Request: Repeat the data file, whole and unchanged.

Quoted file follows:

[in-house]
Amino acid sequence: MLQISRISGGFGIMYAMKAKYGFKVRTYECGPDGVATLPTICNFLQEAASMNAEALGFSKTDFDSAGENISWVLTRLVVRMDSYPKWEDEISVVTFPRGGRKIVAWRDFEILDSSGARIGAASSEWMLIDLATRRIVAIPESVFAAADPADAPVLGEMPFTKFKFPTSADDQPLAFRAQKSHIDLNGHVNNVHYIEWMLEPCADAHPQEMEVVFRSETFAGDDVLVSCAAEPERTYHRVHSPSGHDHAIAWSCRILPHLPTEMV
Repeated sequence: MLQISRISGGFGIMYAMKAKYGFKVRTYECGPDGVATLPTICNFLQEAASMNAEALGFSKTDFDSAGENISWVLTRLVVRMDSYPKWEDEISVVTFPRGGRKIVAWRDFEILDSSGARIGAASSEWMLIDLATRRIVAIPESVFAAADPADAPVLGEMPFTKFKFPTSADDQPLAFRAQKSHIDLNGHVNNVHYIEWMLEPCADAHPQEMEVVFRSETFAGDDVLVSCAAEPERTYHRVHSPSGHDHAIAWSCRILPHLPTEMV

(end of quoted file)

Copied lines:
[in-house]
Amino acid sequence: MLQISRISGGFGIMYAMKAKYGFKVRTYECGPDGVATLPTICNFLQEAASMNAEALGFSKTDFDSAGENISWVLTRLVVRMDSYPKWEDEISVVTFPRGGRKIVAWRDFEILDSSGARIGAASSEWMLIDLATRRIVAIPESVFAAADPADAPVLGEMPFTKFKFPTSADDQPLAFRAQKSHIDLNGHVNNVHYIEWMLEPCADAHPQEMEVVFRSETFAGDDVLVSCAAEPERTYHRVHSPSGHDHAIAWSCRILPHLPTEMV
Repeated sequence: MLQISRISGGFGIMYAMKAKYGFKVRTYECGPDGVATLPTICNFLQEAASMNAEALGFSKTDFDSAGENISWVLTRLVVRMDSYPKWEDEISVVTFPRGGRKIVAWRDFEILDSSGARIGAASSEWMLIDLATRRIVAIPESVFAAADPADAPVLGEMPFTKFKFPTSADDQPLAFRAQKSHIDLNGHVNNVHYIEWMLEPCADAHPQEMEVVFRSETFAGDDVLVSCAAEPERTYHRVHSPSGHDHAIAWSCRILPHLPTEMV